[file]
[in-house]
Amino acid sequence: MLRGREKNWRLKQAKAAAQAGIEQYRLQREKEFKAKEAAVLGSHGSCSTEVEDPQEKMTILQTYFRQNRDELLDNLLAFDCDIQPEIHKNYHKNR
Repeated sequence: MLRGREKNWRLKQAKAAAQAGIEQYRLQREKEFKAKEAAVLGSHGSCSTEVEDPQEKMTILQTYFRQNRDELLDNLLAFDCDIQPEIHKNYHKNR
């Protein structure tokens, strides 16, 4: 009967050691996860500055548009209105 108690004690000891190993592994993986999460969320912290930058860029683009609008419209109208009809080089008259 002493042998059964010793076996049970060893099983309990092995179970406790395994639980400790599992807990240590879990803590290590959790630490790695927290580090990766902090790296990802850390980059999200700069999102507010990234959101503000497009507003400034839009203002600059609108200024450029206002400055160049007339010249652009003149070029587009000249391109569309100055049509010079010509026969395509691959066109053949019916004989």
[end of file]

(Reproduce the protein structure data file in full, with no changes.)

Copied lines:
[in-house]
Amino acid sequence: MLRGREKNWRLKQAKAAAQAGIEQYRLQREKEFKAKEAAVLGSHGSCSTEVEDPQEKMTILQTYFRQNRDELLDNLLAFDCDIQPEIHKNYHKNR
Repeated sequence: MLRGREKNWRLKQAKAAAQAGIEQYRLQREKEFKAKEAAVLGSHGSCSTEVEDPQEKMTILQTYFRQNRDELLDNLLAFDCDIQPEIHKNYHKNR
């Protein structure tokens, strides 16, 4: 009967050691996860500055548009209105 108690004690000891190993592994993986999460969320912290930058860029683009609008419209109208009809080089008259 002493042998059964010793076996049970060893099983309990092995179970406790395994639980400790599992807990240590879990803590290590959790630490790695927290580090990766902090790296990802850390980059999200700069999102507010990234959101503000497009507003400034839009203002600059609108200024450029206002400055160049007339010249652009003149070029587009000249391109569309100055049509010079010509026969395509691959066109053949019916004989």